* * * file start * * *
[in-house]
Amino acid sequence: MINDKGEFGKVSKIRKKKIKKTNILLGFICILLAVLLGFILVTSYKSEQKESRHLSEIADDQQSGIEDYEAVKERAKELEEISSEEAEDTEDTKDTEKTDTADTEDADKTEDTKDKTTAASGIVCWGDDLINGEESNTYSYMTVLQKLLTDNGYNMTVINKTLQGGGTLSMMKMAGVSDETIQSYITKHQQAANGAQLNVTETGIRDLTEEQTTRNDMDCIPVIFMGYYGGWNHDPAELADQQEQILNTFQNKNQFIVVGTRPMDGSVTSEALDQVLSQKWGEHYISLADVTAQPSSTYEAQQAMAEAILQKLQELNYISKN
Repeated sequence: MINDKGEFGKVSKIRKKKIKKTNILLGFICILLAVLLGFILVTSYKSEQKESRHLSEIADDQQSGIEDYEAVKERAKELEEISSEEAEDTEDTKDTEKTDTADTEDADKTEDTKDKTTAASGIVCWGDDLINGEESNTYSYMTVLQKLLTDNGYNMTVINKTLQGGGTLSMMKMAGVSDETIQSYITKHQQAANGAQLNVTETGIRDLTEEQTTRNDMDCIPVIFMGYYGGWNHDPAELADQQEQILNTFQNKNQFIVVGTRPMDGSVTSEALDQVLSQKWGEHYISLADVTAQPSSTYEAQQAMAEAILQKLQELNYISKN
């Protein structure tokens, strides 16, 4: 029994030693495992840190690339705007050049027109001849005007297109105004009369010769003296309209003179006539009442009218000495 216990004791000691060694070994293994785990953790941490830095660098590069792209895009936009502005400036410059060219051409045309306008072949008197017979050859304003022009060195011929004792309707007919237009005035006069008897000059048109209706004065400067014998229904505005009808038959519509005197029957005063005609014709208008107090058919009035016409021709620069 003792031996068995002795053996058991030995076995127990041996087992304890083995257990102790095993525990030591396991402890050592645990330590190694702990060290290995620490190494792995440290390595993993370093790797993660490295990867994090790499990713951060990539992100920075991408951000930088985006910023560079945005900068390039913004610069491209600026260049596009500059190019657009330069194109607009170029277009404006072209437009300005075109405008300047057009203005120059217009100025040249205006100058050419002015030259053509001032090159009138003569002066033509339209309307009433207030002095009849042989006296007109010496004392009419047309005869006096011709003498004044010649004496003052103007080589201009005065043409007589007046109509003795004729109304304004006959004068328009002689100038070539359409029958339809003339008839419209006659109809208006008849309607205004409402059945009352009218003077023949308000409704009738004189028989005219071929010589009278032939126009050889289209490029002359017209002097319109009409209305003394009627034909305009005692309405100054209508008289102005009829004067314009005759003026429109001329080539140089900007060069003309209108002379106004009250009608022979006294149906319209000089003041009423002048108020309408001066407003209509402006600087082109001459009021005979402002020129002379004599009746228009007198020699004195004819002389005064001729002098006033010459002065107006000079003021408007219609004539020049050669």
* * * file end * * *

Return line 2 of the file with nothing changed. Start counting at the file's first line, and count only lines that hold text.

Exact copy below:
Amino acid sequence: MINDKGEFGKVSKIRKKKIKKTNILLGFICILLAVLLGFILVTSYKSEQKESRHLSEIADDQQSGIEDYEAVKERAKELEEISSEEAEDTEDTKDTEKTDTADTEDADKTEDTKDKTTAASGIVCWGDDLINGEESNTYSYMTVLQKLLTDNGYNMTVINKTLQGGGTLSMMKMAGVSDETIQSYITKHQQAANGAQLNVTETGIRDLTEEQTTRNDMDCIPVIFMGYYGGWNHDPAELADQQEQILNTFQNKNQFIVVGTRPMDGSVTSEALDQVLSQKWGEHYISLADVTAQPSSTYEAQQAMAEAILQKLQELNYISKN